Election Prediction Project

North Island-Powell River
2019 Federal Election ~ Élections fédérales

Prediction Changed
2019-10-22 02:11:10

Constituency Profile


Blaney, Rachel

de Bruijn, Mark

Downey, Shelley

Neal, Carla

Rundle, Brian

Schwarzhoff, Peter

Staples, Glen


Rachel Blaney

Population (2016):
Population (2011):

Private dwellings:
Dwellings occupied by usual residents:

Land area
Population Density



53659.67 km²

2015 Results - 2015 Prediction
   Reference - Pundits’ Guide (2013 Rep. Order)

Rachel Blaney 2434040.20%
Laura Smith 1584026.20%
Peter Schwarzhoff 1541625.50%
Brenda Sayers 49408.20%

2011 Results (redistributed)

Other 3670.72%

Component Riding(s) (2003 Representation Order)

   Vancouver Island North
   (81.17% of voters in current riding)
   2011/2008/2004 Predictions
   Reference - Pundits’ Guide

   West Vancouver-Sunshine Coast-Sea to Sky Country
   (18.83% of voters in current riding)
   2011/2008/2004 Predictions
   Reference - Pundits’ Guide

27/09/19 JSn
There is more voter to voter conversation & cooperation going on, especially on the Island, than people without direct contacts there know.
Effectively hundreds to thousands of GreeNDP votes are fluidly swapping around, with the Southerners willing to vote Green if their Green-leaning friends north will vote NDP. The lower key Green campaigns in the North are going to show less support than typical. Far less split.
22/09/19 Walnut
I can see that this will go either NDP or Conservative but I can't say with any confidence which. NDP Blaney is probably the favourite as the incumbent and because of her profile in Campbell River. Being from the small, remote town of Port McNeill Conservative Downey will have more difficult time raising her profile elsewhere in the riding. This is made more ambiguous because the Greens are running a good candidate in de Bruijn who will increase the party's vote share. Even the People's Rundle is making an effort that could result in a percent or two.
19/09/19 A.S.
Frankly, it’s incredible that Blaney won by as much as she did, given the preceding string of CPC-NDP heartbreakers around these parts--though of course, it’s a bit the illusion of 2015’s perfect Lib-Con split and Green bottom-feeding. And ironically, a critical factor to the scale of victory was the reinstatement of Powell River, which had spent a generation as a hopelessly impotent Dipper rump within West Van riding. The main thing working against Blaney now: the ‘no safe riding’ NDP conventional wisdom (though the local economy isolates NIPR from the more Green-favourable dynamics down the island)
18/07/19 Laurence Putnam
It's going to be really interesting to see how this riding unravels; I too think the Green ceiling here is fairly low, although I would expect to see a good uptick in their result here particularly from the Powell River area, mostly at the expense of the Liberals I would say.
Most of the towns in this riding are dying mill towns (or at least former mill towns that are trying to re-invent themselves in some way) and the biggest employer in all of them is the Government. The hospitals, Ferries, Canada Post and everyone else who's in a union job provide the NDP with a solid base here.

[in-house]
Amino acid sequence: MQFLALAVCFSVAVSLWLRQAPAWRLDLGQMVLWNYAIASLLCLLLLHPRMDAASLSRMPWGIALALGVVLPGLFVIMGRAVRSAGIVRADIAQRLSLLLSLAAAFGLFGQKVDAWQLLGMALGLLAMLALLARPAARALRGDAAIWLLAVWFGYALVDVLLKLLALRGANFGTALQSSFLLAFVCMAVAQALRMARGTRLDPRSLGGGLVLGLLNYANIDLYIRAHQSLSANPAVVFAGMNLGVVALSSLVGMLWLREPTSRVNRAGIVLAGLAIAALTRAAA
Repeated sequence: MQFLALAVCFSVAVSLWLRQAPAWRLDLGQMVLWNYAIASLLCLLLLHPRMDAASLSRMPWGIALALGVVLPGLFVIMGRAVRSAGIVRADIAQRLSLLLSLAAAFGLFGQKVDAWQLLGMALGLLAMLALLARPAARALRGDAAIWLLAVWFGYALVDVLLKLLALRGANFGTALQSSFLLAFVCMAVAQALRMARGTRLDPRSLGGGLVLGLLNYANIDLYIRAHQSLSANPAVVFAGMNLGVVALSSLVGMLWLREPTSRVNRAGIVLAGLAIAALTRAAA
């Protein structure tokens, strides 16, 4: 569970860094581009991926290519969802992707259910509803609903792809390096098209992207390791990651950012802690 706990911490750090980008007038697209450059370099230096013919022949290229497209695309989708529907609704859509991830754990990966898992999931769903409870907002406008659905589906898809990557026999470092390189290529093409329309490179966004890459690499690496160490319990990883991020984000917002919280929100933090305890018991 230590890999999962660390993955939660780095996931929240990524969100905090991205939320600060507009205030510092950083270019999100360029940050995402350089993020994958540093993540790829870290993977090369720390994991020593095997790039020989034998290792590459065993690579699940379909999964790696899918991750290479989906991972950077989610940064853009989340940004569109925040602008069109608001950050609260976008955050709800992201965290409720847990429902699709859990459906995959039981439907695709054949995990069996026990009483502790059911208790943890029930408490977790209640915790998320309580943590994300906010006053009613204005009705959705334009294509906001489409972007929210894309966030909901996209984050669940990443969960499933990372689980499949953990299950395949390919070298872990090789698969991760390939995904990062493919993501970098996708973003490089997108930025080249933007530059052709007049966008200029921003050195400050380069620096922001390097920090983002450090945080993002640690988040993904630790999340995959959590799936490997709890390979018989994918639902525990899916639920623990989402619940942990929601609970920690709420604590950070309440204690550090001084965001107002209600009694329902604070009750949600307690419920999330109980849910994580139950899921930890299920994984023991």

There are enough hunters and small business people that you'd think the Conservatives would put up a fight once in a while but they never seem to be able to muster it around here.
Eventually the Green split if it continues could make things interesting here but I think you have to figure the NDP remain the front runners here.
Even if they lose every other seat on Vancouver Island (a distinct and horrifying possibility for dippers) they ought to hold onto this.
04/06/19 seasaw
This race is too early to call, but it's going to be a fight between the NDP and the Conservatives. Liberals did well enough the last time but that was a high water mark for them. They're not likely to do as well this time which raises the question, where are their votes going to go? Also, we can't count out the Green surge either. Anyway, more accurate prediction will come close to the election
07/05/19 Craig
Should be a close race between the NDP and the Conservative. As mentioned, the Greens probably won't come close to winning here (the North Island is more resource-dependent) but they could play spoiler and potentially split the vote enough for a Conservative pickup.
The NDP vote will likely decrease with some leakage to the Greens, but it should be more stable than in the rest of the Island. The key is the Liberal vote - can the CPC pick up some of it? They will need a few points of it (with the help of the Greens splitting the vote) to win back the seat. Otherwise, probably an NDP hold. Too close to call.
31/03/19 Sam
I largely agree with what @M. Lunn had to say, and I don't think we can call this yet. Although it requires unique circumstances for a Conservative gain, there is a good chance of them occurring.
23/02/19 M. Lunn
I agree the NDP are favoured here, but I wouldn't totally rule out the Tories. They will likely do better than they did in 2015, but probably worse than 2011, however unlike 2011 will have stronger splits on the left so although I think NDP has the edge here, I want to wait until we get closer to e-day before calling this.
22/02/19 Islander
Blaney's relatively decent margin over the Conservatives came from an apparent swing towards the Liberals, which will likely lose slack this time around. While this is the least Green riding on the Island, the Greens will still gain something this time around looking at the current polls. Still, the NDP appears to have a relatively strong base here in comparison to the Conservatives, so I'm leaning towards a close victory for them for now.

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